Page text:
A 33-year-old Marine Corps veteran and longtime Virginian announced Monday that he will for be running for Congress as a Republican in Virginia’s 10th Congressional District.
Rob Jones was a Marine corporal and combat engineer in Sangin, Afghanistan, on July 22, 2010, when he got hit by a Taliban improvised explosive device. Jones kept his life, but lost the bottom of both of his legs.
Eventually, with basic prosthetics and then two bionic knees, he turned to sports as part of his healing process: He has medaled in the Paralympic Games, biked 5,180 miles across the United States and ran 31 marathons in 31 days to raise money for veterans’ charities. Now, he is running again — but this time, it’s for a seat in the U.S. Capitol.
“In Congress, my pledge to you is that I will do what’s right for our community and country, even if it means being unpopular with my party,” Jones said Monday in a news release. “That’s why I am running again, this time for Congress: to bring selfless leadership back to our Capitol."
Jones was born in Maryland, but moved to his district in Virginia when he was 1 year old, he told Marine Corps Times Monday.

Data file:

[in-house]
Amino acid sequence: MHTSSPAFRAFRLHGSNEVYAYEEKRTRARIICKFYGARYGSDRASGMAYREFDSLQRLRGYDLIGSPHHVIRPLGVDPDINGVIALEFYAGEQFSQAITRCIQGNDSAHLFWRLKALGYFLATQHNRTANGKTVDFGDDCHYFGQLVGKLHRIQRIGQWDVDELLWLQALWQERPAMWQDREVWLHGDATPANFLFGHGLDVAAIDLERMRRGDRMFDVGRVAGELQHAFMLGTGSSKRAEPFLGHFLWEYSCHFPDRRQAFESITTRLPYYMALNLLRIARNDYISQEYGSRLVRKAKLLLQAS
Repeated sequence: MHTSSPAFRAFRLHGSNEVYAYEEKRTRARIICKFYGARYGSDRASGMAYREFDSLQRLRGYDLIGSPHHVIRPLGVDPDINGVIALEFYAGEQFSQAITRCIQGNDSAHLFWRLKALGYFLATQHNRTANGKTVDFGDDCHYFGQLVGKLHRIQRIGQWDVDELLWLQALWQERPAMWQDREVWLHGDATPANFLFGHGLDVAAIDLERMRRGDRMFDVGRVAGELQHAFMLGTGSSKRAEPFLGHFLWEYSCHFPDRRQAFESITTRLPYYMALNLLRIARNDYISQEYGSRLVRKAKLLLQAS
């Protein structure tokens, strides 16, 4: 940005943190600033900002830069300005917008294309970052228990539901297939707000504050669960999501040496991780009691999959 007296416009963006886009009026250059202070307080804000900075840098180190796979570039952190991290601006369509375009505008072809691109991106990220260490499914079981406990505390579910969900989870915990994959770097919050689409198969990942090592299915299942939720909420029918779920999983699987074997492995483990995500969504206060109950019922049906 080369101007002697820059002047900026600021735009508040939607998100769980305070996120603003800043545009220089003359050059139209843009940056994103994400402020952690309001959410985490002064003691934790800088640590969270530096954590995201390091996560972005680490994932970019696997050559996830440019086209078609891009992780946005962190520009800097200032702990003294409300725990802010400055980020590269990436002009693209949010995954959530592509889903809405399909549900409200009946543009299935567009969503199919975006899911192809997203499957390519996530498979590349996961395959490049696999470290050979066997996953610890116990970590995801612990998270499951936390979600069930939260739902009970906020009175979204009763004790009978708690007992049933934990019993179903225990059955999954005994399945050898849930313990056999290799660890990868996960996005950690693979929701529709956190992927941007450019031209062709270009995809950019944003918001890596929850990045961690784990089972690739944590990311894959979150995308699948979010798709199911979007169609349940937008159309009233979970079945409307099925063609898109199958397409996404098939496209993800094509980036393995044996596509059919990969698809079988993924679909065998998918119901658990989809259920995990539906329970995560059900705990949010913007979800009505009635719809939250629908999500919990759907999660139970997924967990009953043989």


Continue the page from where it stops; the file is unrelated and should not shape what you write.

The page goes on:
He has been pondering running for Congress since 2016, he says, but it wasn’t until after the 2018 elections and meeting with Rep. Brian Mast, R-Fla., that he could “see that it was possible.”
A Virginia farm boy who graduated from Loudoun Valley High School in 2003 and Virginia Tech in 2007, Jones joined the Marine Corps Reserve in Roanoke, Virginia, during his junior year of college, according to his bio. Before Afghanistan, he had one other deployment to Iraq in 2008.
He now lives in Middleburg, Virginia, with his wife, Pam, on their vegetable farm.
The rookie political candidate said that he is concerned about public transportation and highway infrastructure, as well as preventing another government shutdown. He did not offer specifics, though, saying he wanted to educate himself on specific issues first.
Rep. Jennifer Wexton, D-Va., has been the representative for Virginia’s 10th Congressional District, which spans affluent northern Virginia, since Jan. 3.
Wexton began serving in the Virginia Senate in 2014 after winning a special election when former Democratic Virginia state Sen. Mark Herring won the 2013 election to serve as Virginia’s attorney general, where he still serves.
In 2018, Wexton, a lawyer by trade, defeated two-term Rep. Barbara Comstock, R-Va., in a closely watched congressional race. At the time, voters in that district had sent Republicans to Congress for 60 of the past 66 years, according to CNBC.
During the race, Wexton focused heavily on gun violence prevention, immigration and federal workers.
In 2018, Jones was the first recipient of Military Times’ Veteran of the Year Award, which was presented at the annual Service Members of the Year awards ceremony in Washington.
Andrea Scott is editor of Marine Corps Times. On Twitter: @_andreascott.